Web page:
“I Was Very Convinced That I Didn’t Exist”: 5 People Describe Their Experience With Dissociation

Here’s what it’s really like to experience dissociation in a persistent, life-affecting way.

Imagine that you’re moving through the world in a fog, able to control your body, but not feeling fully inside it — like you’re playing a video game of your life as a slightly removed spectator. This is how I experience my depersonalization-derealization disorder, a dissociative disorder that manifests as feeling disconnected from your body, mental processes, and surroundings.

While dissociation equates to feeling detached, depersonalization is feeling distant from yourself; it’s like you are an outside observer of your body or acting as if on autopilot. Derealization means feeling removed from your environment, like you are living in a dream or a haze, or there’s an imaginary force field separating you from other people.

About half of all people experience these feelings at least once in their lifetime, but 2% meet the criteria for depersonalization-derealization disorder, and have repetitive and persistent episodes of dissociation.

I’ve noticed a growing tendency for people to mention dissociation on social media in a joking or casual manner, which is certainly a way to cope with not wanting to connect to the reality of the world. But these flippant references sometimes can feel like they’re betraying the severity of the condition. When it gets really bad, I shut down. I can’t speak to my loved ones or access my emotions. Sex is out of the question, because I feel like a shell of a human. There are monthlong stretches of my life where I question if I was ever really there at all.

“Dissociation is a normal and healthy response to trauma, stress, boredom, or overwhelm. It’s our brain giving us a break,” Andrea Gutiérrez-Glik, LCSW, told me. The level of dissociation can vary. To measure it, she applies the “back-of-the-head scale,” a tool that visualizes the extent of a person’s derealization via hand measurements. Holding your hand as far as you can from your face indicates that you’re feeling present. Holding it an inch closer to your face means, as Gutiérrez-Gilk put it, “I’m present, but maybe I’m thinking about what’s for dinner tonight.” Moving it a bit closer to your face, she said, might signify, “I’m not noticing how my body feels and I’m thinking about what I have to do later.” Placing your hand right up to your face means “you’re not aware of the present moment,” she said.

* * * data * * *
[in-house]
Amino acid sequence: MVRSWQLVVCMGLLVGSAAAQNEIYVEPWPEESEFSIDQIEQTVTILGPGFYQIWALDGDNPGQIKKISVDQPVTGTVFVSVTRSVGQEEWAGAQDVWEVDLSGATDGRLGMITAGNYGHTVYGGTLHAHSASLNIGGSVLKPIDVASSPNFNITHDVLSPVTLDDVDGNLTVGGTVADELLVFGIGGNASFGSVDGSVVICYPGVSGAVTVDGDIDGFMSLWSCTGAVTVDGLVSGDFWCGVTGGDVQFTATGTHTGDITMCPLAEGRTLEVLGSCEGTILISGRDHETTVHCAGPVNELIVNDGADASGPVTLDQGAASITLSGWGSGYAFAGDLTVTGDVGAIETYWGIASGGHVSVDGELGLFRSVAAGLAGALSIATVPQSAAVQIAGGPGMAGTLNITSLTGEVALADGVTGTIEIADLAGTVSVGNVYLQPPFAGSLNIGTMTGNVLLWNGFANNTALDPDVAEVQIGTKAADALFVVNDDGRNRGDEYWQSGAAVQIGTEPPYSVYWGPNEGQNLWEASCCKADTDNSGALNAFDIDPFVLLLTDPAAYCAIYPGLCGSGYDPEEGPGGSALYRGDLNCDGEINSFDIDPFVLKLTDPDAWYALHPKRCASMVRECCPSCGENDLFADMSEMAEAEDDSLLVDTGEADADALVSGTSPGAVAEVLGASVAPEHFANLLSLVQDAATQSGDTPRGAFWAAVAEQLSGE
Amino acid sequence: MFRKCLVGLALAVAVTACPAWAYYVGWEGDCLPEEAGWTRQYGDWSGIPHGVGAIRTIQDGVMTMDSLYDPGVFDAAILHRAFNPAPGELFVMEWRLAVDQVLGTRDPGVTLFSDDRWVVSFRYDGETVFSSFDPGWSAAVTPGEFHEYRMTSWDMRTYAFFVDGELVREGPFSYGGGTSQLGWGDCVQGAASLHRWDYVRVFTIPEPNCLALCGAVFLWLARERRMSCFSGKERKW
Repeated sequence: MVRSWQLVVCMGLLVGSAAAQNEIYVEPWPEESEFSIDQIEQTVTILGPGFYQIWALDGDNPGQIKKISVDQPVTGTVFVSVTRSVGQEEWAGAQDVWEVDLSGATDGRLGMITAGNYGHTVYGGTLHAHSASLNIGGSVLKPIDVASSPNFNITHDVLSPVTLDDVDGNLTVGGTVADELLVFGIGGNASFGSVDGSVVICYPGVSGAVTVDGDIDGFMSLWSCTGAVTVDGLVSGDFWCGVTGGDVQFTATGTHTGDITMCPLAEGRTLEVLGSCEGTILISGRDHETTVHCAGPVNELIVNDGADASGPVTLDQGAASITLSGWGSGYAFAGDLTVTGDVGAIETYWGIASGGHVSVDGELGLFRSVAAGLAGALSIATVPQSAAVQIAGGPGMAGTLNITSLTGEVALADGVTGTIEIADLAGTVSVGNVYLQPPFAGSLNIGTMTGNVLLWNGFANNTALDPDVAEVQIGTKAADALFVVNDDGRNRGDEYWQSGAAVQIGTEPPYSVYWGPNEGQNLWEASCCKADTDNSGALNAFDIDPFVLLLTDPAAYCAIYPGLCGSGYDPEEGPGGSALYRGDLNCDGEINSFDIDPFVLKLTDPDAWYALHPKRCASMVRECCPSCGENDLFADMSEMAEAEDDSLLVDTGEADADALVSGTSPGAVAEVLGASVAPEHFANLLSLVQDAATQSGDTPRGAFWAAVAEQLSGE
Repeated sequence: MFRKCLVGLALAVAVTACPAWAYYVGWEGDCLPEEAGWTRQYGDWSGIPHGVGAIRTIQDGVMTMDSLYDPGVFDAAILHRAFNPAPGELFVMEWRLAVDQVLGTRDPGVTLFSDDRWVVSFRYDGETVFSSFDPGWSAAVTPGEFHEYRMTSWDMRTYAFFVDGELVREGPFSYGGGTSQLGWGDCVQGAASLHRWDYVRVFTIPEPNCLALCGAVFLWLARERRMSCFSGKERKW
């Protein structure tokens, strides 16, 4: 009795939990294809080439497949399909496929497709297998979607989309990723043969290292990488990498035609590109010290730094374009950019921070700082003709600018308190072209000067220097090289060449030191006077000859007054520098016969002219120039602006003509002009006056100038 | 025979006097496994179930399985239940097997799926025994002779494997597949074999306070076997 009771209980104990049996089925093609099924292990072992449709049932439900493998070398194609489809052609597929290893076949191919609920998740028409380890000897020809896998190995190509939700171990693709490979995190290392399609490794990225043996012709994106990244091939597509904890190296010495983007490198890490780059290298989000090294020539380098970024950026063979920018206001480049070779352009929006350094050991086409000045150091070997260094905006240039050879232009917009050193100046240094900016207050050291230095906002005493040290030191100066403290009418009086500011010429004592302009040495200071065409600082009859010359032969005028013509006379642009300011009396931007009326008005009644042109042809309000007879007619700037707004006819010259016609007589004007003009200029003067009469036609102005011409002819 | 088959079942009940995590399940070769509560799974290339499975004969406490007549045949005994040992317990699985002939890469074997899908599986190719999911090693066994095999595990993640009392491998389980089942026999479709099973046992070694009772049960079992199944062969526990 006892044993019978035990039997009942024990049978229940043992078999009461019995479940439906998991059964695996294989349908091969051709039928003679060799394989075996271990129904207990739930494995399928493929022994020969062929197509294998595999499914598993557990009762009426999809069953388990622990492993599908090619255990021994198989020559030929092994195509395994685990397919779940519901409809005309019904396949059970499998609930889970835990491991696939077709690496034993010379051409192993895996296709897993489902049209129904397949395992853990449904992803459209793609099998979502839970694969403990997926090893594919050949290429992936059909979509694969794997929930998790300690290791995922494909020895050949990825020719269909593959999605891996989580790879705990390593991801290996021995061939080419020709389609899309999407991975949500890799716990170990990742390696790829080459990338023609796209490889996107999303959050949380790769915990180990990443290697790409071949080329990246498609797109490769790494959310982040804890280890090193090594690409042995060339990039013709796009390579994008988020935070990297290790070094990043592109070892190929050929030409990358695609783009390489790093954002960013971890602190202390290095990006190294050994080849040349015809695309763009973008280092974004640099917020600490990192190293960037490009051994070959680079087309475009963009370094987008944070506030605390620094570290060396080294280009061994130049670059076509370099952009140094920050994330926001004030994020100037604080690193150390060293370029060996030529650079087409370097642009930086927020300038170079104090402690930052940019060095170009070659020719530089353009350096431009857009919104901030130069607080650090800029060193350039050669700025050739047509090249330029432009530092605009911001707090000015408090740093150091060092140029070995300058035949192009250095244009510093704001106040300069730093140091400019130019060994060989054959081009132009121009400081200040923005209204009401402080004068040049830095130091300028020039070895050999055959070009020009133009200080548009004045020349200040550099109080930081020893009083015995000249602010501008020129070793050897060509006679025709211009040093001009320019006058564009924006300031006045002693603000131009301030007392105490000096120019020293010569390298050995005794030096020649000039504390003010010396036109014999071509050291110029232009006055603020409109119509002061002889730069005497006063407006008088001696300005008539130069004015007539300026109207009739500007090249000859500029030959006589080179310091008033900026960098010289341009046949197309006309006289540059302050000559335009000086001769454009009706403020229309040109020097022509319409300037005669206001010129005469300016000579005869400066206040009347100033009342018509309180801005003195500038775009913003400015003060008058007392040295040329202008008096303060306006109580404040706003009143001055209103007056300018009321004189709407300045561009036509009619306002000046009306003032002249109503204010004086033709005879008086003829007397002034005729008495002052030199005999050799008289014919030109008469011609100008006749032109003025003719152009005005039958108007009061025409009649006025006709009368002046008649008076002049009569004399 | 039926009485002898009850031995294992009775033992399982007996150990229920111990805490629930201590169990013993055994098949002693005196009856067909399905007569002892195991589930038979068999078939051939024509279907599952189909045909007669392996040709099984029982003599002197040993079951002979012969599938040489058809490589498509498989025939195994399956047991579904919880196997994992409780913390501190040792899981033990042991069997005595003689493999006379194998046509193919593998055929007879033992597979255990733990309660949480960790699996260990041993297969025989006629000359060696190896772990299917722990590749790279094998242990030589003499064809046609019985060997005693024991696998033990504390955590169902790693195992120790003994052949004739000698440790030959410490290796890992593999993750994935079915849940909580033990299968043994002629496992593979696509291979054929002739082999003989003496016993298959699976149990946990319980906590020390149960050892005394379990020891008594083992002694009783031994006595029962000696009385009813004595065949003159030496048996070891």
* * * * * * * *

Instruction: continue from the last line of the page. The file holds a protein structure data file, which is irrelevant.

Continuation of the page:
Patients who would place their hand “behind their head” are in derealization territory, Gutiérrez-Glik said. “[It’s the feeling of] watching yourself, feeling like you’re in the corner of the room totally disconnected from your body or from yourself.” She added that while most people can relate to the feeling of “zoning out,” those who experience more severe dissociation can have instances of memory loss (dissociative amnesia) or feel like they have “multiple traumatized senses of selves” (dissociative identity disorder, which was previously called multiple personality disorder). If someone with the disorder is experiencing ongoing trauma, then dissociation can become “fixed and automatic” outside of one’s control, with some people reporting that they’ve been stuck in a dissociative period for weeks, months, or even years at a time.

Some studies in the United States report that dissociation disproportionately affects people who are transgender and/or experience gender dysphoria (at least three times more than the general population), and that Asian and Black people report higher rates of dissociative disorders than their white counterparts. Gutiérrez-Glik, who works with primarily LGBTQ+ patients, said daily instances of violence, including anti-gay, anti-trans, and racist microaggressions and discrimination, can lead people to “feel like the world around is not real or that you’re not real in it.” The average onset age for depersonalization is 16, but people can experience episodes from early childhood; less than 20% of people with the disorder start having episodes after the age of 20, according to NAMI.

While acknowledging that therapy is inaccessible for many, Gutiérrez-Glik stresses it’s important for anyone who thinks they’re experiencing dissociation to consult a mental health professional to see if they meet the criteria for a diagnosis. But many of the people I talked to reported that it’s been easier for them to be formally diagnosed with other disorders, like depression or PTSD, even if they mention dissociative symptoms to medical practitioners. Some found that mental health providers didn’t know how to treat dissociation specifically. Though the term has become more widespread, there’s room for more awareness about the disorder, how to treat it, and how to cope with it.

I asked five people, most of them queer and femme, about their experiences with dissociation. (Their responses are edited for length and clarity.)

(she/her), 25, first-generation Korean American